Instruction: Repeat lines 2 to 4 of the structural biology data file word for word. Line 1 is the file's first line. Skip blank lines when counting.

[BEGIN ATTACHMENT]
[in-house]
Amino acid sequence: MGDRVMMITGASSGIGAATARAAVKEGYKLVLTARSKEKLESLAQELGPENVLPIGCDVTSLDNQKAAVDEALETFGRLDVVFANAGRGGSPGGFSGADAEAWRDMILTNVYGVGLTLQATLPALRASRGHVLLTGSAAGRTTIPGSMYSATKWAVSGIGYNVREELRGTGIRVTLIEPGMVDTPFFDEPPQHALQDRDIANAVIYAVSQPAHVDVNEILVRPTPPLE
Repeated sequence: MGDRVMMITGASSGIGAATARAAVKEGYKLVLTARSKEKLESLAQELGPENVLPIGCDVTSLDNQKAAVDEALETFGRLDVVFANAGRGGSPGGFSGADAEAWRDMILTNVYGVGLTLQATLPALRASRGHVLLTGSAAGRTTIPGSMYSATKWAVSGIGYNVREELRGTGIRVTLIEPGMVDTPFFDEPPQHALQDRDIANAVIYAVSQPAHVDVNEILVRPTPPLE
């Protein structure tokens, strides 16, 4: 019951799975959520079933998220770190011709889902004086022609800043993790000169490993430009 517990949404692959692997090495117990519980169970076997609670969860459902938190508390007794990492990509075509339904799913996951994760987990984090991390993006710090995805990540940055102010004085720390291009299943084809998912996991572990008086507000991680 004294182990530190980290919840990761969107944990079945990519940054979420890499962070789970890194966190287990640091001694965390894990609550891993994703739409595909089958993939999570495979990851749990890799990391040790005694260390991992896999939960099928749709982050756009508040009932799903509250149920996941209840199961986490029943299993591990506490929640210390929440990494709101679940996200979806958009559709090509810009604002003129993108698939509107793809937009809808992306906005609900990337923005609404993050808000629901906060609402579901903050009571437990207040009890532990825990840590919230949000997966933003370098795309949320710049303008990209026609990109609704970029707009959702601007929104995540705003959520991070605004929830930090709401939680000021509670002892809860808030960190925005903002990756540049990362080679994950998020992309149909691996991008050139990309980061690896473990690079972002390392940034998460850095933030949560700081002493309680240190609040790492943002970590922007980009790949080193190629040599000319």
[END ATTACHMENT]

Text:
Amino acid sequence: MGDRVMMITGASSGIGAATARAAVKEGYKLVLTARSKEKLESLAQELGPENVLPIGCDVTSLDNQKAAVDEALETFGRLDVVFANAGRGGSPGGFSGADAEAWRDMILTNVYGVGLTLQATLPALRASRGHVLLTGSAAGRTTIPGSMYSATKWAVSGIGYNVREELRGTGIRVTLIEPGMVDTPFFDEPPQHALQDRDIANAVIYAVSQPAHVDVNEILVRPTPPLE
Repeated sequence: MGDRVMMITGASSGIGAATARAAVKEGYKLVLTARSKEKLESLAQELGPENVLPIGCDVTSLDNQKAAVDEALETFGRLDVVFANAGRGGSPGGFSGADAEAWRDMILTNVYGVGLTLQATLPALRASRGHVLLTGSAAGRTTIPGSMYSATKWAVSGIGYNVREELRGTGIRVTLIEPGMVDTPFFDEPPQHALQDRDIANAVIYAVSQPAHVDVNEILVRPTPPLE
């Protein structure tokens, strides 16, 4: 019951799975959520079933998220770190011709889902004086022609800043993790000169490993430009 517990949404692959692997090495117990519980169970076997609670969860459902938190508390007794990492990509075509339904799913996951994760987990984090991390993006710090995805990540940055102010004085720390291009299943084809998912996991572990008086507000991680 004294182990530190980290919840990761969107944990079945990519940054979420890499962070789970890194966190287990640091001694965390894990609550891993994703739409595909089958993939999570495979990851749990890799990391040790005694260390991992896999939960099928749709982050756009508040009932799903509250149920996941209840199961986490029943299993591990506490929640210390929440990494709101679940996200979806958009559709090509810009604002003129993108698939509107793809937009809808992306906005609900990337923005609404993050808000629901906060609402579901903050009571437990207040009890532990825990840590919230949000997966933003370098795309949320710049303008990209026609990109609704970029707009959702601007929104995540705003959520991070605004929830930090709401939680000021509670002892809860808030960190925005903002990756540049990362080679994950998020992309149909691996991008050139990309980061690896473990690079972002390392940034998460850095933030949560700081002493309680240190609040790492943002970590922007980009790949080193190629040599000319």